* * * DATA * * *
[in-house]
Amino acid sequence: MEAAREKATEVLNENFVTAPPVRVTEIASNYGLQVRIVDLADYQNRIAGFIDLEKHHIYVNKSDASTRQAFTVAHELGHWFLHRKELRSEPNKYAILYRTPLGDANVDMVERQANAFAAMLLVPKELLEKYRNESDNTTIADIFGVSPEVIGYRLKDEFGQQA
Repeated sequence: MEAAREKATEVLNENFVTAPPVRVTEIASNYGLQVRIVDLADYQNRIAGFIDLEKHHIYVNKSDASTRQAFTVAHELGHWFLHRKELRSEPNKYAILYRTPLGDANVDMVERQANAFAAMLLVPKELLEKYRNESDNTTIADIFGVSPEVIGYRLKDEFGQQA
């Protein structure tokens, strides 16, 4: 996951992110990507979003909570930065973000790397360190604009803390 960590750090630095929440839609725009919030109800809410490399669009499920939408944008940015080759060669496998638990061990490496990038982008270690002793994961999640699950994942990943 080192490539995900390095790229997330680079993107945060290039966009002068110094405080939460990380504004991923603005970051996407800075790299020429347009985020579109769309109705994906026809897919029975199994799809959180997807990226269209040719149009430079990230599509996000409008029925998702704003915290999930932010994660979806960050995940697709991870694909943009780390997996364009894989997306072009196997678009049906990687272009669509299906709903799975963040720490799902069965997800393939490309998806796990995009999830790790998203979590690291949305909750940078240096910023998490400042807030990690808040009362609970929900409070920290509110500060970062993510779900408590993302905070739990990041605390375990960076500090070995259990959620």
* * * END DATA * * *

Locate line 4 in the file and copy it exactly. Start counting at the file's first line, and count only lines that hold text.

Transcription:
């Protein structure tokens, strides 16, 4: 996951992110990507979003909570930065973000790397360190604009803390 960590750090630095929440839609725009919030109800809410490399669009499920939408944008940015080759060669496998638990061990490496990038982008270690002793994961999640699950994942990943 080192490539995900390095790229997330680079993107945060290039966009002068110094405080939460990380504004991923603005970051996407800075790299020429347009985020579109769309109705994906026809897919029975199994799809959180997807990226269209040719149009430079990230599509996000409008029925998702704003915290999930932010994660979806960050995940697709991870694909943009780390997996364009894989997306072009196997678009049906990687272009669509299906709903799975963040720490799902069965997800393939490309998806796990995009999830790790998203979590690291949305909750940078240096910023998490400042807030990690808040009362609970929900409070920290509110500060970062993510779900408590993302905070739990990041605390375990960076500090070995259990959620």